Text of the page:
Shri Piyush Goyal Launches ‘UJALA’ Scheme in Madhya Pradesh

Government of India’s National LED programme – Unnat Jyoti by Affordable LEDs for All (UJALA) was launched in Madhya Pradesh by Chief Minister of Madhya Pradesh Shri Shivraj Singh Chouhan and Union Minister for State (IC) for Power, Coal and Renewable Energy Shri Piyush Goyal. The scheme is being implemented by Energy Efficiency Services Limited (EESL), a joint venture of PSUs under the Ministry of Power. The Minister further stated that within just one year , 9 crore bulbs have been distributed under UJALA Scheme, which helped consumers to save Rs 5500 crore every year. UJALA will not only help reduce consumers their electricity bills but also contribute to the energy security of India. As of now, EESL has distributed over 10 crore LED bulbs under UJALA programme and this has led to significant savings to the country and consumers who are using these bulbs. LED bulbs consume half the energy as that of CFLs and one tenth as that of incandescent bulbs. UJALA is the largest non-subsidized LED programme in the world. The programme has led to significant savings to the consumers who are using these bulbs.

Under India’s commitment to achieving 30-35% reduced carbon emissions, the country has recognized energy efficiency as a key mitigation strategy. Therefore, the government is committed to executing schemes like UJALA. State governments are voluntarily adopting this scheme and the scheme is already present in over 13 states. EESL would be starting distribution in more states within a month.
The light-emitting diode (LED) is one of today’s most energy-efficient and rapidly-developing lighting technologies. Quality LED light bulbs last longer, are more durable, and offer comparable or better light quality than other types of lighting. A light-emitting diode (LED) is a semiconductor device that uses a semiconductor to convert electricity into light; that emits visible light when an electric current passes through it. The light is not particularly bright, but in most LEDs it is monochromatic, occurring at a single wavelength. Today’s LED bulbs can be six-seven times more energy efficient than conventional incandescent lights and cut energy use by more than 80 percent. LEDs contain no mercury; have a much smaller environmental impact than incandescent bulbs. The first visible-spectrum LED was invented by Nick Holonyak, Jr.,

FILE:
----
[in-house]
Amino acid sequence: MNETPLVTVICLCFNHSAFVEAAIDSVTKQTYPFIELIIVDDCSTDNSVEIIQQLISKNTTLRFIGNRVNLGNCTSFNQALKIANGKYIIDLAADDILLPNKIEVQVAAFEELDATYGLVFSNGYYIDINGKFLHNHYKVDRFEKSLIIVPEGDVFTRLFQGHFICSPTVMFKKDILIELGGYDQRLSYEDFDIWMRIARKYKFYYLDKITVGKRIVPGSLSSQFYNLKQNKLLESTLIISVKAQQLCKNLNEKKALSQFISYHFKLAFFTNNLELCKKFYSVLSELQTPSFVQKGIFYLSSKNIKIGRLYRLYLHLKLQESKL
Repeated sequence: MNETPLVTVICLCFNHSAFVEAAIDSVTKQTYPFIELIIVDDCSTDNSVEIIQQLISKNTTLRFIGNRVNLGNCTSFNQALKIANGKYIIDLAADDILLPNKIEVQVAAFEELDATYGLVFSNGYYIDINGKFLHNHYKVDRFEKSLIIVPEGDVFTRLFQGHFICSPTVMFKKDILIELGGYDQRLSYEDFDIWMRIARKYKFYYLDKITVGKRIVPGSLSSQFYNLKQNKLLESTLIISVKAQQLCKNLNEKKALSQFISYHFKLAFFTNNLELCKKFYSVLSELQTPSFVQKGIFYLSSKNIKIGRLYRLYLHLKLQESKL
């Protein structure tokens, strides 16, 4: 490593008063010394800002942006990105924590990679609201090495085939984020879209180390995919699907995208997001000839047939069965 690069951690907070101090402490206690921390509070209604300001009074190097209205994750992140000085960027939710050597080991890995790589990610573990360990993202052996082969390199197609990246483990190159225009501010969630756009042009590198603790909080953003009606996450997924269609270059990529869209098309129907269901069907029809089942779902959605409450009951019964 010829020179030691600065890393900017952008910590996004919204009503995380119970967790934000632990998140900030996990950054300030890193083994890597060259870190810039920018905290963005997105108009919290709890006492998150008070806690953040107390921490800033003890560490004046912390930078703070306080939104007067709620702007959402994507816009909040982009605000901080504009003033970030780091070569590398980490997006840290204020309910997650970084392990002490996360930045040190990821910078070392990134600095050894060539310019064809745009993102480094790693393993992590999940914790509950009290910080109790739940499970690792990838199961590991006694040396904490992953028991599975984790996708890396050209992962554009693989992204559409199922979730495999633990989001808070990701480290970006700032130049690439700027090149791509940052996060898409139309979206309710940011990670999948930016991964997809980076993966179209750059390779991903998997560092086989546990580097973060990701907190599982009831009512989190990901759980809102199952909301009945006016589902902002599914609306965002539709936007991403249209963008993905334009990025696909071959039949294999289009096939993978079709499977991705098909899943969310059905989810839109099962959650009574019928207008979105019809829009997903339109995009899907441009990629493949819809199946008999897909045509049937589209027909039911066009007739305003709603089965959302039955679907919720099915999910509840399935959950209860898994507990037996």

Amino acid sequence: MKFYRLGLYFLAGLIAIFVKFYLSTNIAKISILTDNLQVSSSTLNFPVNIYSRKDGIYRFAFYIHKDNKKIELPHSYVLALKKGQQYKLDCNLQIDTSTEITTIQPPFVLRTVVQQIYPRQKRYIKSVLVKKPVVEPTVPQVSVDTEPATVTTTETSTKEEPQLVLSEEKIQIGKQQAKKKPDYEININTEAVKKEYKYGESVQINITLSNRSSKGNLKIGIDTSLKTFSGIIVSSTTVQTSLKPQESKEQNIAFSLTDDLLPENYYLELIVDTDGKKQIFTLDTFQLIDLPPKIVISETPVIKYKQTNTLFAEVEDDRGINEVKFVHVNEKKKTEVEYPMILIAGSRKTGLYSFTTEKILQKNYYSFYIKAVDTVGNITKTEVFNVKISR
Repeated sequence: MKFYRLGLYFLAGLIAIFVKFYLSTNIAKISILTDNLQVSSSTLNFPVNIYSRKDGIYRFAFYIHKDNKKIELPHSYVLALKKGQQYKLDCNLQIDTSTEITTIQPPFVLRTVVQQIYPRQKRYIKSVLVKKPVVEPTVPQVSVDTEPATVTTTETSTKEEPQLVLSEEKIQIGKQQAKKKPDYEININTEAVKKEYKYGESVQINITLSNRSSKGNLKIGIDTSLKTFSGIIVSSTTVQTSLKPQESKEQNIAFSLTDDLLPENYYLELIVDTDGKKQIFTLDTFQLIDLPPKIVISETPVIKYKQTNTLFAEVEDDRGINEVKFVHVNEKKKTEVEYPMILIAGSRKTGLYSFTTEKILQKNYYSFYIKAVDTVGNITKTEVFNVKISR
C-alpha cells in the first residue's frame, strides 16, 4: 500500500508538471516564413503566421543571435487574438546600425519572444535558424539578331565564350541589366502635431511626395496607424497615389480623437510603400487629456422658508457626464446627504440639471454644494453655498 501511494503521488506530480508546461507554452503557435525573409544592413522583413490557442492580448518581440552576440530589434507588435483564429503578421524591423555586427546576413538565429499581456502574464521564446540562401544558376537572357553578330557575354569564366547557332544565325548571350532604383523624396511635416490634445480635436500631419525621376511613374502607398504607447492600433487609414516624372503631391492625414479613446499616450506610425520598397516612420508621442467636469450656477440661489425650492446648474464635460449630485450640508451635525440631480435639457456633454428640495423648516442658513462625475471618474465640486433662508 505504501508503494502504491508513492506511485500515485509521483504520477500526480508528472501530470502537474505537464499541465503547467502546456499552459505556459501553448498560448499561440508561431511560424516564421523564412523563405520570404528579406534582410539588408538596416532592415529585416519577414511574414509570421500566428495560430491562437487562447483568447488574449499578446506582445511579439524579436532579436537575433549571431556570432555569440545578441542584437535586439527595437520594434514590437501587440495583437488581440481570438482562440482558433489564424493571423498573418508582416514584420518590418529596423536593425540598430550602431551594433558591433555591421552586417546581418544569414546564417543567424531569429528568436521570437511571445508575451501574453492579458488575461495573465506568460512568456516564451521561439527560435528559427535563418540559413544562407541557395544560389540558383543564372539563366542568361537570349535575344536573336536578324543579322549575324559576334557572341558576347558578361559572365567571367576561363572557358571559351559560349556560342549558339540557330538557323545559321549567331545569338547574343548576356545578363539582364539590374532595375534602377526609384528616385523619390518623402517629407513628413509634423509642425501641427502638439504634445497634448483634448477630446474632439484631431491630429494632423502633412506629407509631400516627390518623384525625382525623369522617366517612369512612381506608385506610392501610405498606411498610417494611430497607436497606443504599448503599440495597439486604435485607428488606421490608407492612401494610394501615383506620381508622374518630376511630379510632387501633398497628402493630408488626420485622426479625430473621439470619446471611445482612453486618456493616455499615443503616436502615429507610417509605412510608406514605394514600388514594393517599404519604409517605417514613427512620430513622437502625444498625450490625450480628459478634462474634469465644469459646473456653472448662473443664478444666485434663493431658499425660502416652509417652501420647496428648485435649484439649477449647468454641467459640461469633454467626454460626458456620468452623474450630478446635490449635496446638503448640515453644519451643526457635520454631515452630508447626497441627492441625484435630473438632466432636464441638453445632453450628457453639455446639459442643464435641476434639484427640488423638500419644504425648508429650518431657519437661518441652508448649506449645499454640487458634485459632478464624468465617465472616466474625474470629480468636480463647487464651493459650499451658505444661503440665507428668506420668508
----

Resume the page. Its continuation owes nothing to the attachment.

LED lighting is very different from other lighting sources such as incandescent bulbs and CFLs. Key differences include the following:
Direction: LEDs emit light in a specific direction, reducing the need for reflectors and diffusers that can trap light. This feature makes LEDs more efficient for many uses such as recessed downlights and task lighting. With other types of lighting, the light must be reflected to the desired direction and more than half of the light may never leave the fixture.
Heat: LEDs emit very little heat. In comparison, incandescent bulbs release 90% of their energy as heat and CFLs release about 80% of their energy as heat.

Low power requirement: Most types can be operated with battery power supplies.
High efficiency: Most of the power supplied to an LED or IRED is converted into radiation in the desired form, with minimal heat production.
Long life: When properly installed, an LED or IRED can function for decades.
A semiconductor is called a semiconductor because it is a type of material that has an electrical resistance which is between the resistance typical of metals and the resistance typical of insulators, so it kind of, or “semi”-conducts electricity. Semiconductors are used in many electrical circuits because we can control the flow of electrons in this material. Most semiconductors are crystals made of certain materials, most commonly silicon. Elemental semiconductors include antimony, arsenic, boron, carbon, germanium, selenium, silicon, sulfur, and tellurium. Silicon is the best-known of these, forming the basis of most integrated circuits (ICs). Common semiconductor compounds include gallium arsenide, indium antimonide, and the oxides of most metals. Of these, gallium arsenide (GaAs) is widely used in low-noise, high-gain, weak-signal amplifying devices.
A diode is a specialized electronic component with two electrodes called the anode and the cathode. Most diodes are made with semiconductor materials such as silicon, germanium, or selenium. Diodes can be used as rectifiers, signal limiters, voltage regulators, switches, signal modulators, signal mixers, signal demodulators, and oscillators The fundamental property of a diode is its tendency to conduct electric current in only one direction.
Semiconductor diodes can be designed to produce direct current (DC) when visible light, infrared (IR), or ultraviolet (UV) energy strikes them. These diodes are known as photovoltaic cells and are the basis for solar electric energy systems and photo sensors. Yet another form of diode, commonly used in electronic and computer equipment, emits visible light or IR energy when current passes through it. Such a device is the familiar light-emitting diode (LED).


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